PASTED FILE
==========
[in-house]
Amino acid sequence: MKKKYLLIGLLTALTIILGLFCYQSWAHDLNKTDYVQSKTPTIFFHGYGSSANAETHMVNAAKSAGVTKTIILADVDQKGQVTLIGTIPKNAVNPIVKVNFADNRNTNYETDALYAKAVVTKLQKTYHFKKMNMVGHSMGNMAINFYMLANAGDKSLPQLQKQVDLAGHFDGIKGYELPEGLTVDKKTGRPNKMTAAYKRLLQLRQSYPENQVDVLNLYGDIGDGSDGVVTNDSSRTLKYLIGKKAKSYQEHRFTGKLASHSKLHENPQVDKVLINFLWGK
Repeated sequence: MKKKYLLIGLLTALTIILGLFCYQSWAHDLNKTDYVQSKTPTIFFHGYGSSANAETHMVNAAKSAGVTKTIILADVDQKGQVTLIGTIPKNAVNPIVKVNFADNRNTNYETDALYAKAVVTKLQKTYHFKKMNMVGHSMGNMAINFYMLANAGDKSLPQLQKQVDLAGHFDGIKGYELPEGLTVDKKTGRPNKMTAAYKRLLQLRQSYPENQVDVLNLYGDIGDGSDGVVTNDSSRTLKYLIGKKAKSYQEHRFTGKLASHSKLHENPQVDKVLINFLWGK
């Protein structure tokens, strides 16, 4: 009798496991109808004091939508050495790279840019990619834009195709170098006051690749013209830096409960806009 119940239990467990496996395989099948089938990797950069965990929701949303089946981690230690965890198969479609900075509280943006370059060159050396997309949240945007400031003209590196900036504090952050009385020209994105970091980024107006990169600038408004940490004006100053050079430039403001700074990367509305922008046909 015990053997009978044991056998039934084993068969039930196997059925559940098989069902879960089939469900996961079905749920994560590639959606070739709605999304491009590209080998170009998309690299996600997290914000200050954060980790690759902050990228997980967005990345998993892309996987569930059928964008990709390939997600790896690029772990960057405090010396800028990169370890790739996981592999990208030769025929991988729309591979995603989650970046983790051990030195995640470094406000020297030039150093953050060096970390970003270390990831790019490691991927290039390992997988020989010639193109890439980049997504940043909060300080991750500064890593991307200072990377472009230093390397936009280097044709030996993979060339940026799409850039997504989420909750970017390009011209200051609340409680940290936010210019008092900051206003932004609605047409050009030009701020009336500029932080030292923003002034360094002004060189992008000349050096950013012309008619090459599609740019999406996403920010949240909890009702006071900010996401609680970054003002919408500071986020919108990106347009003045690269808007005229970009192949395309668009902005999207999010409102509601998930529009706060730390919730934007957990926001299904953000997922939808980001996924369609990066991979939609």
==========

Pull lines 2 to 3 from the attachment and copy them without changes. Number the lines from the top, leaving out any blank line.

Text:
Amino acid sequence: MKKKYLLIGLLTALTIILGLFCYQSWAHDLNKTDYVQSKTPTIFFHGYGSSANAETHMVNAAKSAGVTKTIILADVDQKGQVTLIGTIPKNAVNPIVKVNFADNRNTNYETDALYAKAVVTKLQKTYHFKKMNMVGHSMGNMAINFYMLANAGDKSLPQLQKQVDLAGHFDGIKGYELPEGLTVDKKTGRPNKMTAAYKRLLQLRQSYPENQVDVLNLYGDIGDGSDGVVTNDSSRTLKYLIGKKAKSYQEHRFTGKLASHSKLHENPQVDKVLINFLWGK
Repeated sequence: MKKKYLLIGLLTALTIILGLFCYQSWAHDLNKTDYVQSKTPTIFFHGYGSSANAETHMVNAAKSAGVTKTIILADVDQKGQVTLIGTIPKNAVNPIVKVNFADNRNTNYETDALYAKAVVTKLQKTYHFKKMNMVGHSMGNMAINFYMLANAGDKSLPQLQKQVDLAGHFDGIKGYELPEGLTVDKKTGRPNKMTAAYKRLLQLRQSYPENQVDVLNLYGDIGDGSDGVVTNDSSRTLKYLIGKKAKSYQEHRFTGKLASHSKLHENPQVDKVLINFLWGK